[plt-scheme] A Couple of Questions on DrScheme/Mzscheme

From: Matthias Felleisen (matthias at ccs.neu.edu)
Date: Sat Sep 28 11:09:35 EDT 2002

Why do young students object to Scheme as a language? Or do they? 

Neil's experience is not all too uncommon with MIT students and 
SICP based courses at other places. There is a large number of 
students who see that they are exposed to ideas beyond the 
regular run-off-the-mill course. Many also understand that, in 
principle, they are being handed a very powerful tool. 

Don't get me wrong .. SICP is a wonderful book and it can be 
the basis of a wonderful course, but SICP cannot possibly be 
the basis of a good introductory course if programming and 
program design are the goal. MIT students become decent programmers
despite this course, not because it. Places with similar students
have the same experience -- and admit it if they have the courage
to analyze what's going on.

You need to do two things in the first course that SICP completely 
fails at, if you want to bring across the power of the approach: 

 1. You need to accept that the second course is NOT going to be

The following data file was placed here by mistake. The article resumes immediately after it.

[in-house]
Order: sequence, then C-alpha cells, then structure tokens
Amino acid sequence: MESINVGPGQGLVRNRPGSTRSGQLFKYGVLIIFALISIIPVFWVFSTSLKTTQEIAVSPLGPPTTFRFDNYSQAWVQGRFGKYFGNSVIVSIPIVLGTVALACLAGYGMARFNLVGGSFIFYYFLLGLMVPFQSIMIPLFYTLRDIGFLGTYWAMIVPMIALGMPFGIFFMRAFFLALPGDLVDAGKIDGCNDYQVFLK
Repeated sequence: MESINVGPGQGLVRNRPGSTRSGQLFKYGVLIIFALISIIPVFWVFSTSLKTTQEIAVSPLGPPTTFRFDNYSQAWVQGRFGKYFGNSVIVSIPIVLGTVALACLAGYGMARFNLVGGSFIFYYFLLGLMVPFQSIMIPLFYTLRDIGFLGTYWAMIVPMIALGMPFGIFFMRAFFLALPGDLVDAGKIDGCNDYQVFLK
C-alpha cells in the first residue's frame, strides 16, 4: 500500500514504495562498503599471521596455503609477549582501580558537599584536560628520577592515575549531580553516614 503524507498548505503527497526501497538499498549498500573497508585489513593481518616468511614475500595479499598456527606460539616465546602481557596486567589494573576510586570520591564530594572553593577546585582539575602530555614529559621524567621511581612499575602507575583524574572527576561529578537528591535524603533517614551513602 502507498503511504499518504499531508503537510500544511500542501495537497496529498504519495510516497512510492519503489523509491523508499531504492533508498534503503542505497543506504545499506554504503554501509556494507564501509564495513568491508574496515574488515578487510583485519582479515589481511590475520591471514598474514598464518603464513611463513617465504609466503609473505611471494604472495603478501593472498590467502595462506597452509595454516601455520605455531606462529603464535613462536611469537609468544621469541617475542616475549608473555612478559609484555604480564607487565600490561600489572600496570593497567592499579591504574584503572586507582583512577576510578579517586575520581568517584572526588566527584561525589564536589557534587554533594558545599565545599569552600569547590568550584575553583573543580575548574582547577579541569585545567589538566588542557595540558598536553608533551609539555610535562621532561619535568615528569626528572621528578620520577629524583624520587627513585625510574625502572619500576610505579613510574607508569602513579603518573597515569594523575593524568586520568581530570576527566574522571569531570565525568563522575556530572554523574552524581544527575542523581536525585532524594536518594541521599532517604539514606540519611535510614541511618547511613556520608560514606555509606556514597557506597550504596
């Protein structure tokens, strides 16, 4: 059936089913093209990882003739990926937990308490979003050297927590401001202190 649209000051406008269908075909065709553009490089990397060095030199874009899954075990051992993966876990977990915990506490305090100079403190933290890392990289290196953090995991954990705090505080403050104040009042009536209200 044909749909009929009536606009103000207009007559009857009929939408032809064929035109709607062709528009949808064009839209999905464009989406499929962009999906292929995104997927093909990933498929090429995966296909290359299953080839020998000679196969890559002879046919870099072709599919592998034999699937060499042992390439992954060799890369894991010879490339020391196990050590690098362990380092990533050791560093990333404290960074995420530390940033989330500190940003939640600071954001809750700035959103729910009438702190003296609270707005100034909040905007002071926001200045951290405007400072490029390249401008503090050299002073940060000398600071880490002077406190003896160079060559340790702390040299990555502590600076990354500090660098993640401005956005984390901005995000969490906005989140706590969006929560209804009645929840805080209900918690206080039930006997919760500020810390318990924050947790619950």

in Scheme, even if the first one is. The second course must
    be in TCFPL (the currently fashionable PL). Ergo, you need to 
    prepare students for the second course -- with Scheme and a 
    programming philosophy. That's why we called our book 
    "How to Design Programs." 

 2. You need to assign homeworks and projects that indicate how 
    powerful the tool is that you're using in this course. You 
    must make them hate whatever TCFPL is used afterwards, by
    showing them what they think is cool and what TCFPL can't 
    do easily right. 

At Rice, students disliked the Scheme (first) course as much as 
anything when PLT and I took over the course. By the time we left 
they had revolts and town meetings, but student after student got
up to say that the first course is okay. 

If you want to see how we do it at NU, go to my home page and follow
the teaching link to my current course (Fall 2002). If you want to 
read a deeper analysis and design rationale, see the FDPE 2002 paper 
at http://www.ccs.neu.edu/scheme/pubs/ -- for which I should build
a talk right now ... 
Final thought. The power of a PL comes in two ways: 
 1. The power of inherent PL abstraction. As some of you know
    I have developed a theory on that topic, and I think it 
    pretty much holds up. 

 2. The power of libraries to do "real" thinsg in a compact way. 
    There is no theory. There is only hard labor and good taste
    and the ambition to do it as right as possible within these

That's what PLT Scheme is about. And that's where we need everyone's help. 

-- Matthias

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